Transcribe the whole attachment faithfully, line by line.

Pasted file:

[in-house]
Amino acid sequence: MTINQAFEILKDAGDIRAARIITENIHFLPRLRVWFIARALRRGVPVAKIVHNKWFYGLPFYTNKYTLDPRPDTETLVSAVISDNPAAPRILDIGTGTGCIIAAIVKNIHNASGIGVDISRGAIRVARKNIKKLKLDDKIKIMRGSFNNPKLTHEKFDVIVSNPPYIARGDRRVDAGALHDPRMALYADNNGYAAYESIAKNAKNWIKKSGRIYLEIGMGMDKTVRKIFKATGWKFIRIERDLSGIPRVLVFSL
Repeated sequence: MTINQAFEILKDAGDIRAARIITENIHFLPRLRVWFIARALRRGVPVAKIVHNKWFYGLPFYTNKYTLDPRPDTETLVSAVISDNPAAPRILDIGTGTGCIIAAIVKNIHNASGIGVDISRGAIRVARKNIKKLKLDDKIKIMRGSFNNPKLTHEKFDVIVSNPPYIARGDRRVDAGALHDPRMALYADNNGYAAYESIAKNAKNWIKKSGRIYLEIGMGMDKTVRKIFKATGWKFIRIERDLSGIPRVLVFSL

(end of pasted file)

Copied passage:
[in-house]
Amino acid sequence: MTINQAFEILKDAGDIRAARIITENIHFLPRLRVWFIARALRRGVPVAKIVHNKWFYGLPFYTNKYTLDPRPDTETLVSAVISDNPAAPRILDIGTGTGCIIAAIVKNIHNASGIGVDISRGAIRVARKNIKKLKLDDKIKIMRGSFNNPKLTHEKFDVIVSNPPYIARGDRRVDAGALHDPRMALYADNNGYAAYESIAKNAKNWIKKSGRIYLEIGMGMDKTVRKIFKATGWKFIRIERDLSGIPRVLVFSL
Repeated sequence: MTINQAFEILKDAGDIRAARIITENIHFLPRLRVWFIARALRRGVPVAKIVHNKWFYGLPFYTNKYTLDPRPDTETLVSAVISDNPAAPRILDIGTGTGCIIAAIVKNIHNASGIGVDISRGAIRVARKNIKKLKLDDKIKIMRGSFNNPKLTHEKFDVIVSNPPYIARGDRRVDAGALHDPRMALYADNNGYAAYESIAKNAKNWIKKSGRIYLEIGMGMDKTVRKIFKATGWKFIRIERDLSGIPRVLVFSL